The counterargument is that the barrier is OK because some content is copyrighted.  I for one don't consider my work important enough that the potential benefit outweighs the risk, given Google's past behavior.  However, most of our LMPs are freely licensed, so the uploader's permission isn't needed for reuse.
Counting demos is a bit slippery.  Category:Original LMPs has 74 items, but a semi-manual wildcard search gives 106.  14 of those are -nomonsters runs with max secrets, 12 are "encyclopedic" walkthroughs, and 46 are concept art bullshit.  :D   Nearly all the others are bug demonstrations.    Ryan W (talk) 13:05, 25 May 2015 (CDT)

Account creation captcha[edit]

Thank you very much! —The preceding unsigned comment was added by (talkcontribs) .

Er, no problem.  :>   Happy editing!    Ryan W (talk) 16:10, 29 May 2015 (CDT)


You can still find all the info about EmbedVideo at mw:Extension:EmbedVideo - it has changed quite a bit because a new maintainer took it over and rewrote the entire extension, pretty much. We were in fact severely behind (v1.0, vs latest v2.2.6). I had to upgrade the extension due to the version we had not properly supporting the urlargs parameter, which I've added to Template:Youtube so that annotations are disabled. The video on Barrel suicide was 90% covered by large text boxes due to User:Fraggle's well-meant attempts to ward off a hoard of idiots that were making outrageous claims about that video on youtube (it would have been better to just disable comments on the video and let them fuck off, IMNSHO) --Quasar (talk) 09:55, 21 July 2015 (CDT)

Thank you, but I can't even locate the original issue now (I think it was someone trying to use one of the obscure services), and honestly that's a good sign I wasted my time.  If and when we actually see a correctly formatted call that doesn't work, I'll take another look.    Ryan W (talk) 22:29, 21 July 2015 (CDT)

Old SEO page[edit]

The project is still "active" but that list is very out-of-date at this point as it was based on what were then - a couple years ago already - the most often searched phrases that returned us in the search results but at positions of 9.x, meaning we were at risk of falling off the first page of hits on Google. If I were to pull the list now, there'd invariably be a lot of differences. But also as we discussed on IRC, various things on that page have been misinterpreted or taken in less than useful directions too and I'd like to avoid that happening. Either way there are sure to still be things on that list that could be visited and improved which is why I went ahead and undeleted it. I personally never stopped working on the "project" there because it's ultimately part of improving the site overall. --Quasar (talk) 11:17, 27 September 2015 (CDT)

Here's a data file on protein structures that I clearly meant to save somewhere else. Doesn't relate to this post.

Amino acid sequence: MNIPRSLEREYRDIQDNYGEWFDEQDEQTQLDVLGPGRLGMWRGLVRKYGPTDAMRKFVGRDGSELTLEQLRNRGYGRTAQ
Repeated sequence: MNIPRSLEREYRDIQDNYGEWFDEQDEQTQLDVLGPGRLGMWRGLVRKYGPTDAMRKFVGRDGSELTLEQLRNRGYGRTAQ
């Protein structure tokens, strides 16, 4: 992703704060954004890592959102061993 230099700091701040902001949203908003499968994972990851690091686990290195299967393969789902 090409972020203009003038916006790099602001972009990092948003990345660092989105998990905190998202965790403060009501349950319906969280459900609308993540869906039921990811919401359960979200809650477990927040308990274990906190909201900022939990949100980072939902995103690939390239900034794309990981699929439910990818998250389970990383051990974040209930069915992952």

Hi Quasar.  Good to hear that work is ongoing, because it's quite an important task IMO.  Nothing I've said previously was meant to contradict that; I apologize if it sounded so.
My main question is how non-search-engine-experts can help.  By editing, or by staying out of the way??  You said on IRC that many improvements don't require a total rewrite, only a well-placed disambig or page move.  Great, less effort per article, but smaller edits must be hard to delegate, because in the 10 minutes it would take to offer advice you could just do it yourself...
During the prior discussions, I began revising Plutonia [4], which I think does need a rewrite because it's a core topic, the title isn't going anywhere, and almost all the 2011 content comes from one source.  I would have sandboxed it first, hoping for additions/corrections from people who were actually in the community back then.  Was I on the right track at all (at least in theory)?    Ryan W (talk) 19:12, 29 September 2015 (CDT)

Preview button[edit]

That would be fair criticism, if it weren't for the fact that preview mode doesn't display the Categories bar. ;)